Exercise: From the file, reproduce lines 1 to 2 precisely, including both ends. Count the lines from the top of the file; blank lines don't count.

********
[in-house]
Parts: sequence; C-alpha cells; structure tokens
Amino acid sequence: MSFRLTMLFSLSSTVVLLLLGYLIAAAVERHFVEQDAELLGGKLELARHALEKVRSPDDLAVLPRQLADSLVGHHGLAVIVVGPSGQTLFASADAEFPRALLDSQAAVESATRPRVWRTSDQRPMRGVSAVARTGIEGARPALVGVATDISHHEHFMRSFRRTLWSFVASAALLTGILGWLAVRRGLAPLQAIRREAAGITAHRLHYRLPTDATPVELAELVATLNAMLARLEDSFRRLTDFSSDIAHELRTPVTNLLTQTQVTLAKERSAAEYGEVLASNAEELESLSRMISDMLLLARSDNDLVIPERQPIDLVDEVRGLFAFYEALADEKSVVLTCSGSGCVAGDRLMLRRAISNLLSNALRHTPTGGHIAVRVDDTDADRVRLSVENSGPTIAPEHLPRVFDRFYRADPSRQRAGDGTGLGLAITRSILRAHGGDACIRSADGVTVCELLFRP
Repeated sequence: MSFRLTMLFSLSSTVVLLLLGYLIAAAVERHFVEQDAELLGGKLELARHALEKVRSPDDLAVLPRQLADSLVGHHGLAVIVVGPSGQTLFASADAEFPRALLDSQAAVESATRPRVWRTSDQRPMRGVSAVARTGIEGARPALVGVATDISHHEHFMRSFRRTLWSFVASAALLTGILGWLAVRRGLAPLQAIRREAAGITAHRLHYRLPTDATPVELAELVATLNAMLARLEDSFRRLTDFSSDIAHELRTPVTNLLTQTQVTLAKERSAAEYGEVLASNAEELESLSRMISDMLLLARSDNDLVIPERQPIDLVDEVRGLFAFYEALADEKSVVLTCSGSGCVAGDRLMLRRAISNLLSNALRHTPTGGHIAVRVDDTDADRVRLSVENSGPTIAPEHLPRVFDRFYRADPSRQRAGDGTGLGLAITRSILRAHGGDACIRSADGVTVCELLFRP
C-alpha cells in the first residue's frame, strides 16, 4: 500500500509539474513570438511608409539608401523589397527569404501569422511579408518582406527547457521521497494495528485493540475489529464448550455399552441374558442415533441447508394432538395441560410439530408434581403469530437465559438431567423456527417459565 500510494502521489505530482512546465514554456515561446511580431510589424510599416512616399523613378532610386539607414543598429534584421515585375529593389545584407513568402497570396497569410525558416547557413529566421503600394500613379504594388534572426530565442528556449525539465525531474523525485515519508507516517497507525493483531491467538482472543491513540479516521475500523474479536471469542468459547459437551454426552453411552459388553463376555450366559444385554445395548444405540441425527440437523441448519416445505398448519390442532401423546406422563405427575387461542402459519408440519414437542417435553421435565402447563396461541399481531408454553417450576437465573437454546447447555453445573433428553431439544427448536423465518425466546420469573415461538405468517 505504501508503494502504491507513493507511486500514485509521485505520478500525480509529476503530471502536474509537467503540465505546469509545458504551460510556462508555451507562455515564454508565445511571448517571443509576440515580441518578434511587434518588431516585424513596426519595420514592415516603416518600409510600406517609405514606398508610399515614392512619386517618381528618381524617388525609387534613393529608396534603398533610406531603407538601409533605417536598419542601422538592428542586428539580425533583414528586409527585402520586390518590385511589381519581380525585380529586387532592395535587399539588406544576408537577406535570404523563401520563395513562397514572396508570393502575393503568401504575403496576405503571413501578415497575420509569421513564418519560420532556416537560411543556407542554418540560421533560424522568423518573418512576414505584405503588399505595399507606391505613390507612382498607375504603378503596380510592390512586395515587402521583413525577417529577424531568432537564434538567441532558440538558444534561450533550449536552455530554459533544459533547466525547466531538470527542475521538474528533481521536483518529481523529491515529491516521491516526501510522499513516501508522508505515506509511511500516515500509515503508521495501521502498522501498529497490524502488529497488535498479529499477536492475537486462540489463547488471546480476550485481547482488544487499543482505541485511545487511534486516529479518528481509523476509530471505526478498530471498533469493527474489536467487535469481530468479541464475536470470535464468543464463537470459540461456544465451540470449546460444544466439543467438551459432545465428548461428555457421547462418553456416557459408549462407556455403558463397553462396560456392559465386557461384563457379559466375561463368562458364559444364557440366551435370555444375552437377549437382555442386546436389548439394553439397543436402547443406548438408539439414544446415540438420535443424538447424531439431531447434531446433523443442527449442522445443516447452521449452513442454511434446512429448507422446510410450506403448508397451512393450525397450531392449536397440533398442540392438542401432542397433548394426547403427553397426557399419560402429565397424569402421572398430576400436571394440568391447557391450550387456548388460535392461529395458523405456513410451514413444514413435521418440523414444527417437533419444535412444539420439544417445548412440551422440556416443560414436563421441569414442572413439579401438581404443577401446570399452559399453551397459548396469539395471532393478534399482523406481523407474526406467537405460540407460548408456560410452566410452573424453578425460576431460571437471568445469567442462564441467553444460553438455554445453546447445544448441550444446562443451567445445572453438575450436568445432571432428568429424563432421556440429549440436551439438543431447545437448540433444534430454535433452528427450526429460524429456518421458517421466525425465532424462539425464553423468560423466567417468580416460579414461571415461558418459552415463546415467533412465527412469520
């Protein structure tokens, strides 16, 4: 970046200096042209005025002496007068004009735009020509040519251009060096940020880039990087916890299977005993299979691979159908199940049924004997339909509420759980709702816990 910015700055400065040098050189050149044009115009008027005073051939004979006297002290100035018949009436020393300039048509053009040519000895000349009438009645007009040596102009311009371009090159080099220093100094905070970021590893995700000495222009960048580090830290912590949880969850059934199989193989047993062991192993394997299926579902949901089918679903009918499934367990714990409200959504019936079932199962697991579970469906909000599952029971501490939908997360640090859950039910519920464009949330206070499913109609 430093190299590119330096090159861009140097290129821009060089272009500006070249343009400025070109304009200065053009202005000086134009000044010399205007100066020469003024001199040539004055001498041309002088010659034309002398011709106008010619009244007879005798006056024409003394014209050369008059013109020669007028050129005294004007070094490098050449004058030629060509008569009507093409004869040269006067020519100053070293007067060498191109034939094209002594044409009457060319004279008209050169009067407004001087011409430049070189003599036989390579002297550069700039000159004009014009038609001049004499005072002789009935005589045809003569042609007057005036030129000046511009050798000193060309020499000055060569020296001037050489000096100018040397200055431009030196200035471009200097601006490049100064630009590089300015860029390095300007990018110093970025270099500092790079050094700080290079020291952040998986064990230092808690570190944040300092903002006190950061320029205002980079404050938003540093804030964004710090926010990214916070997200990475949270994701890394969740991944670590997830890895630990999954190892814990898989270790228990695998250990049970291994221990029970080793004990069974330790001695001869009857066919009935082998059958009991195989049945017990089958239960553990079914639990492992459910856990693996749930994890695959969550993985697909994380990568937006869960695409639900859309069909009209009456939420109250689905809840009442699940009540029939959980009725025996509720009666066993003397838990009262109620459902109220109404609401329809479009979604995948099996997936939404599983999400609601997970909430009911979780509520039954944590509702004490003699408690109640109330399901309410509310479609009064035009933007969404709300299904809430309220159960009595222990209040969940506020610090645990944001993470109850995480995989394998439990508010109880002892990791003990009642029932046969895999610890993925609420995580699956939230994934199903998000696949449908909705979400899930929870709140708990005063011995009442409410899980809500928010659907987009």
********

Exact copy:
[in-house]
Parts: sequence; C-alpha cells; structure tokens